Failure to connect

I had lunch today with the small group of Staff who serve with InterVarsity in Tampa and St. Petersburg.

Over lunch, I was trying to tell Brad about a Small Group I was involved in during that gap summer before I went to Oxford.  It was through USF.  The guys all played Age of Empires II (but I wasn't up to their level, so I wasn't invited to join).  And that's it.  That's all I can remember.  That and the fact that I gave them my tent after I decided that I was too much of a wimp to be a camper.

I was in and around the Small Group for a couple of months and I can't remember anything.  I can't remember anyone's name.  I can't remember what we studied or where we met.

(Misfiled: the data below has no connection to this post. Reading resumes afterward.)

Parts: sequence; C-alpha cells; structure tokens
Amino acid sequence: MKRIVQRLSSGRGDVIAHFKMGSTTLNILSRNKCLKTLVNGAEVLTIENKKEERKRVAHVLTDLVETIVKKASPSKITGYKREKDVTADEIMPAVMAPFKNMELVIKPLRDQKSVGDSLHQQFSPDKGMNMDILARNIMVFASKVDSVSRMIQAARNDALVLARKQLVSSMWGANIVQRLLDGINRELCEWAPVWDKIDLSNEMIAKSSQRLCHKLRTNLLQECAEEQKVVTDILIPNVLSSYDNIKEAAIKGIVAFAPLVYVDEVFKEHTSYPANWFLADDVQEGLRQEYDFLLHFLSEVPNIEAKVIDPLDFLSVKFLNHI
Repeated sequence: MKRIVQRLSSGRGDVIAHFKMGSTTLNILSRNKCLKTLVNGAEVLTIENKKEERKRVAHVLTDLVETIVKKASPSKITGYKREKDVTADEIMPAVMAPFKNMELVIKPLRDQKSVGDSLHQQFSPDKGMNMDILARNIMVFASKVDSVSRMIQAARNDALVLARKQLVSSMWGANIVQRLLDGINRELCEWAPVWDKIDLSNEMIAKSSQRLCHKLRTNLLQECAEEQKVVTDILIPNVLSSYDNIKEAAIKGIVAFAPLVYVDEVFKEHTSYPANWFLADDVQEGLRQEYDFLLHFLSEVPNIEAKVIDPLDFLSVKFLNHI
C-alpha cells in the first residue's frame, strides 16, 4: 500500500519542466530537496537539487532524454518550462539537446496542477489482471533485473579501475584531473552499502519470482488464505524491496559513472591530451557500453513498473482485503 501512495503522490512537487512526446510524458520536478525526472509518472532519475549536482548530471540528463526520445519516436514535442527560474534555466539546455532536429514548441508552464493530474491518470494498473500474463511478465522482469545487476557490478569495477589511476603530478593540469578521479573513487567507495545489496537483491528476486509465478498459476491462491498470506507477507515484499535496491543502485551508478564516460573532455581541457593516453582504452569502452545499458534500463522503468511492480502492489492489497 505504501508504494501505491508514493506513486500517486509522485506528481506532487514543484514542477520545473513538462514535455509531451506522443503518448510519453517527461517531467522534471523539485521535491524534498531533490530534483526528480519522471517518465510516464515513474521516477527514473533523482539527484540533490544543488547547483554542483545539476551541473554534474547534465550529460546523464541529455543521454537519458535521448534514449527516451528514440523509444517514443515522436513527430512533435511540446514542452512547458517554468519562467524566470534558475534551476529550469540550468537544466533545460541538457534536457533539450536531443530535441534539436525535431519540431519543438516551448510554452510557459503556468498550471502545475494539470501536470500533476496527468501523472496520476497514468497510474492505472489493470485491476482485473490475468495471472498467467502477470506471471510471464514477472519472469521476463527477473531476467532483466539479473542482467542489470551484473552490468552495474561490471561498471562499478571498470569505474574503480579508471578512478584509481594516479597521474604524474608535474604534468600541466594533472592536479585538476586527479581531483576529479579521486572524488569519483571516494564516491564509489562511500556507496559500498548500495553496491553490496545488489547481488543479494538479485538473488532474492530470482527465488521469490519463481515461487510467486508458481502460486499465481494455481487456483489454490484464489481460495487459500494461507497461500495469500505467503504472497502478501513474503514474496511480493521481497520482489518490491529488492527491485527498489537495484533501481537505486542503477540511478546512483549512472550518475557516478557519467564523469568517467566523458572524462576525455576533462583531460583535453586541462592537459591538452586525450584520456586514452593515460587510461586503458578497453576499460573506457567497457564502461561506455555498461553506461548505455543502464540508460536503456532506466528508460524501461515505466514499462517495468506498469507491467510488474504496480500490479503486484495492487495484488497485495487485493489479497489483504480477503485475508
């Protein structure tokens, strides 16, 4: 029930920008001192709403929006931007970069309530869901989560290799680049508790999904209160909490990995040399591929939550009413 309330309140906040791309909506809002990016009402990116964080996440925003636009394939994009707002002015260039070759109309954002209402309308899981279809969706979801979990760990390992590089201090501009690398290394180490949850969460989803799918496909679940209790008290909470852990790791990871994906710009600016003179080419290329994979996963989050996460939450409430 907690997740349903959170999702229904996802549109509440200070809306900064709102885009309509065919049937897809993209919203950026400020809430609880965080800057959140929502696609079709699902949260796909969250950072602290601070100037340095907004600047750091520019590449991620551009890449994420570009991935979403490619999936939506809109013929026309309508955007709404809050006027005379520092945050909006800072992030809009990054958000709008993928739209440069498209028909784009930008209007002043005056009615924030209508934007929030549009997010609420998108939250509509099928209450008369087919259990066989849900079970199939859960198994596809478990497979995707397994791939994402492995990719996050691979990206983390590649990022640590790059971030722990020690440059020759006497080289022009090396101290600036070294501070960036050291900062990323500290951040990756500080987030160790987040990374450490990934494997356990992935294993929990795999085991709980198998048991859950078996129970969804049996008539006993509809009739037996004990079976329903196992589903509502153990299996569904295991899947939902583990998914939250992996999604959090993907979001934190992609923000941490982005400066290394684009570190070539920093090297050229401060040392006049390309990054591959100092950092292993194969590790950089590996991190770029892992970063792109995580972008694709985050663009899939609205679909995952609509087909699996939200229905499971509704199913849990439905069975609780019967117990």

My only interaction with the Small Group was at the weekly meetings.  Therein lies the problem.

If we fail to connect with people personally, relationally, the content of our Small Group will richochet off of them.

God told us all sorts of things about himself, but to be honest, if he hadn't connected with us through Jesus, I doubt we'd have paid a lot of attention.  When God becomes abstract and disconnected, he gets forgotten.

I feel like I keep circiling back to this idea of connection over and over again.  But it's so essential to our Small Group strategy and it's so essential to our theology as a movement. 

Failure to connect is failure.  Period.

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